Homemade Dairy-Free Strawberry Ice Cream for July 4th

Homemade Dairy-Free Strawberry Ice Cream. Dina Cheney

An intense rosy hue, this vegan, dairy-free ice cream boasts way more flavor than your standard scoop—thanks to homemade strawberry syrup, the basis of the recipe. If you’re in a rush, feel free to use an equivalent amount (2-1/4 cups) of high-quality store-bought strawberry preserves or syrup.

To vary the recipe, try blueberries or raspberries (with the latter, add a bit more agave nectar, to taste) and honey, sugar syrup, or even maple syrup instead of the agave nectar.

I use cashew or macadamia nut rather than coconut milk to allow the berry flavor to shine through. However, if you’d like to prepare Strawberry Coconut ice cream, you can substitute coconut milk, ideally canned (full-fat or light).

If you’re bringing the ice cream to a 4th of July BBQ or other event, transport in a freezer-safe container. Freeze upon arrival. Then, remove from the freezer about 15 minutes before serving.

This ice cream is delicious as is. However, to make it into a decadent sundae, top with whipped coconut cream or nut cream; chopped toasted nuts; additional chopped fresh strawberries; and dairy-free chocolate sauce.

 

Makes 4-1/2 cups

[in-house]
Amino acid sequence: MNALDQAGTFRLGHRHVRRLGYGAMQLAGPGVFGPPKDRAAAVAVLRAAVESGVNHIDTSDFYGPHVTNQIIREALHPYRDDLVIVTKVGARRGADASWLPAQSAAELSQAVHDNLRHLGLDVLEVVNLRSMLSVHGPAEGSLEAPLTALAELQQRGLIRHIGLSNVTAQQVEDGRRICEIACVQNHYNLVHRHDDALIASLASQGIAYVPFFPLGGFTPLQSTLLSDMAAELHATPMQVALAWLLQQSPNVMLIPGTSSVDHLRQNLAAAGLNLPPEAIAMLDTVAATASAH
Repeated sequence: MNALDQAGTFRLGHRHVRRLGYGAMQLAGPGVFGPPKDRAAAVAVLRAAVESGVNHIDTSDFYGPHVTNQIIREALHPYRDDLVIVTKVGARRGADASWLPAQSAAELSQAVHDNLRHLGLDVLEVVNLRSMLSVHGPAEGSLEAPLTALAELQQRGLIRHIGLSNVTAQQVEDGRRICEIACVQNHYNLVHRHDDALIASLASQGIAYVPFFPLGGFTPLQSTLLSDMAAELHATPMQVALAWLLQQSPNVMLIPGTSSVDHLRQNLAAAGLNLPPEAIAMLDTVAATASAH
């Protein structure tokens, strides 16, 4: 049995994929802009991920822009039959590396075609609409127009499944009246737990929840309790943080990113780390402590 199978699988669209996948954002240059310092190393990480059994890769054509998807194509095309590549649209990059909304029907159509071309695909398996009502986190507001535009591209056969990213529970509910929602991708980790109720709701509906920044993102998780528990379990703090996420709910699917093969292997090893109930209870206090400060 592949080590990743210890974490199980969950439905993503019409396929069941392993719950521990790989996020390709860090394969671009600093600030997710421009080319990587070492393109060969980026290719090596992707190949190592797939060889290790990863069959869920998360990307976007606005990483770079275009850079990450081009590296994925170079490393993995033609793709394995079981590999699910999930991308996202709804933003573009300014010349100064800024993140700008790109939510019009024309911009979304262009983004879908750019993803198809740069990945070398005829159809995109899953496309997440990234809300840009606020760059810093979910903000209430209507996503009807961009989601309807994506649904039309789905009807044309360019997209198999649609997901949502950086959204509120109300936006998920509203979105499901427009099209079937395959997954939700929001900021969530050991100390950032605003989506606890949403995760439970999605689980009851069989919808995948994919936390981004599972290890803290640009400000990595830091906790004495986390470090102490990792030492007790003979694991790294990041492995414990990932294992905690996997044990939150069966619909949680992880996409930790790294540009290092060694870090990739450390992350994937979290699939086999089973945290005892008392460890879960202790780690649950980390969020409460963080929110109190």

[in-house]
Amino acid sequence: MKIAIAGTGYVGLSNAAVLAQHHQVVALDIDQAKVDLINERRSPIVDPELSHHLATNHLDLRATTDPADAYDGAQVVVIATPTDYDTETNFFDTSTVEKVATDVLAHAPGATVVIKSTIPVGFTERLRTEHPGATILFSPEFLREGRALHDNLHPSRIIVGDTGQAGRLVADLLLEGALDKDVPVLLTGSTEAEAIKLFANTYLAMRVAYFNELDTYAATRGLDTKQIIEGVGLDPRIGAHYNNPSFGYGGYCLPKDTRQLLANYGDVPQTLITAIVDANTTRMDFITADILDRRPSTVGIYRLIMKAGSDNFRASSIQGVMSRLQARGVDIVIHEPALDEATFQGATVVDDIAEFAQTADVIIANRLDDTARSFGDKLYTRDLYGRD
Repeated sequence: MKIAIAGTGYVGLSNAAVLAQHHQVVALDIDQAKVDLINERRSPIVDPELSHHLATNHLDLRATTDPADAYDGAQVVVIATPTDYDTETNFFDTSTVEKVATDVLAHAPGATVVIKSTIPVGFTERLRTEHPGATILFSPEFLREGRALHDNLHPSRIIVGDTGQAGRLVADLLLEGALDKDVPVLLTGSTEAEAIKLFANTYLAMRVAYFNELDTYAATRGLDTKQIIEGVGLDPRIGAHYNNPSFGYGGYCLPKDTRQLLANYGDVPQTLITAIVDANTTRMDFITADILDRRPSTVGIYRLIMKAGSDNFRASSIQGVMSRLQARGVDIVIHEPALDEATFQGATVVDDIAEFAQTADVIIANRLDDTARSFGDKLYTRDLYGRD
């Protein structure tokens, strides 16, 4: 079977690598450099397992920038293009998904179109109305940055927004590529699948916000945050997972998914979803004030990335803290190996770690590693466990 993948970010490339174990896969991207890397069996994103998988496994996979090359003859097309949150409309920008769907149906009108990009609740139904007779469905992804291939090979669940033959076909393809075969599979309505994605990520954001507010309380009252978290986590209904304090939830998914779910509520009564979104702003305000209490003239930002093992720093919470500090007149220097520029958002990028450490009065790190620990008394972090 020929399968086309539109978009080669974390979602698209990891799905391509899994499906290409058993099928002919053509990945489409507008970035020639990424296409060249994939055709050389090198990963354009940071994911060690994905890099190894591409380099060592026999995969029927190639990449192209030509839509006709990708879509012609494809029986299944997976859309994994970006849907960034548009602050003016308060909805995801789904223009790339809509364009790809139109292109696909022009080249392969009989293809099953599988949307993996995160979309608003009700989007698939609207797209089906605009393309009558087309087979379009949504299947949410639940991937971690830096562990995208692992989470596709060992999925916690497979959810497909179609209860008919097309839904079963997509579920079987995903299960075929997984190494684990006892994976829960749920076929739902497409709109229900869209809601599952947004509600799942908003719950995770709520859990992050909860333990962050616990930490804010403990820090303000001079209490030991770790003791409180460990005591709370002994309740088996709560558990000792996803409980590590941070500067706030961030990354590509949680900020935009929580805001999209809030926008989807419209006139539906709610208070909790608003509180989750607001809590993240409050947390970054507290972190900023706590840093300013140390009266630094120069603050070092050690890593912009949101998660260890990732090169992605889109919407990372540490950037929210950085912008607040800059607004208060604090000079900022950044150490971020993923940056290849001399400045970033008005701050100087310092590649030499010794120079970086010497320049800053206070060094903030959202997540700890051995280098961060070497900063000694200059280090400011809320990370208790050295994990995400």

2 lbs. (about 31 large) fresh strawberries, hulled and quartered (about 5 cups)

1 cup plus 2 TBSP light agave nectar, divided

1 Tablespoon fresh, strained lemon juice

¼ teaspoon salt

2 5.4-ounce-each cans coconut cream (about 1-1/4 cups)

½ cup unsweetened cashew or macadamia nut milk

1 teaspoon vanilla extract

  1. Add the quartered strawberries, 1 cup of the agave nectar, the lemon juice, and salt to a medium-large saucepot; stir; and bring to a boil over medium-high heat. Once at a boil, reduce to medium-low heat, and cook, stirring occasionally, until the berry mixture thickens and reduces to 2-1/4 cups, 25-30 minutes. (Watch the pot to prevent spillovers.)
  1. Pour the berry mixture into a large bowl, and stir in the remaining agave nectar, coconut cream, cashew milk, and vanilla. Cover and chill for at least 3 hours.
  2. Pour into an ice cream machine and freeze, following the instructions. Transfer to a freezer-safe container, and chill for a few more hours, until hardened. (If you serve the ice cream straight from the ice cream machine, it will be more like soft-serve in consistency. Placing in the freezer for several hours will result in a consistency akin to traditional ice cream.)

Allergy Notes: This ice cream is free of dairy, lactose, soy, and gluten (make your own nut milk, or purchase one that’s marked “gluten-free”). It’s also vegan, kosher, and paleo. If you or someone else who will be eating the ice cream has nut allergies, substitute coconut or soy milk for the cashew or macadamia nut milk.

About the Author: Dina Cheney is the author of The New Milks; 100-Plus Dairy-Free Recipes for Making and Cooking with Soy, Nut, Seed, Grain, and Coconut Milks (Atria/Simon & Schuster), plus the creator of the dairy-free resource site, www.thenewmilks.com. Follow her on Instagram (@thenewmilks), Twitter (@DinaCheney), and Facebook (www.facebook.com/dinacheney).